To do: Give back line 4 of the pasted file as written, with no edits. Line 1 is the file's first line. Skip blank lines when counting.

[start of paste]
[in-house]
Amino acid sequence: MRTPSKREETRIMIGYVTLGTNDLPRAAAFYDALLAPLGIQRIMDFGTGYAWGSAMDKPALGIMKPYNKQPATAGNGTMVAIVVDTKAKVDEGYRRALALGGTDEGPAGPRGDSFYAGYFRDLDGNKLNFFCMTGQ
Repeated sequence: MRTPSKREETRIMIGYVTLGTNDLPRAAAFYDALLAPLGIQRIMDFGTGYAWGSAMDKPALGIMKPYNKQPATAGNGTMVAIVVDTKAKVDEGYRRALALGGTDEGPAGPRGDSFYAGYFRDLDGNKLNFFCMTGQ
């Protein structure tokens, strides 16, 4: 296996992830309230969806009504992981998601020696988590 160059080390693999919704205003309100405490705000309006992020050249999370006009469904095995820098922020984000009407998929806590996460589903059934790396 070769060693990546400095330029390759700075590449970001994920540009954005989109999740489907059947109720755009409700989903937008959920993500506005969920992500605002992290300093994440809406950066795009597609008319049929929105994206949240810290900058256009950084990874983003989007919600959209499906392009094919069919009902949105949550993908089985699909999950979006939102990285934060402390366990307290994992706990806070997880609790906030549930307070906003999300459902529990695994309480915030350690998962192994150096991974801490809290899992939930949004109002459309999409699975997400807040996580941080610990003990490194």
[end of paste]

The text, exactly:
């Protein structure tokens, strides 16, 4: 296996992830309230969806009504992981998601020696988590 160059080390693999919704205003309100405490705000309006992020050249999370006009469904095995820098922020984000009407998929806590996460589903059934790396 070769060693990546400095330029390759700075590449970001994920540009954005989109999740489907059947109720755009409700989903937008959920993500506005969920992500605002992290300093994440809406950066795009597609008319049929929105994206949240810290900058256009950084990874983003989007919600959209499906392009094919069919009902949105949550993908089985699909999950979006939102990285934060402390366990307290994992706990806070997880609790906030549930307070906003999300459902529990695994309480915030350690998962192994150096991974801490809290899992939930949004109002459309999409699975997400807040996580941080610990003990490194």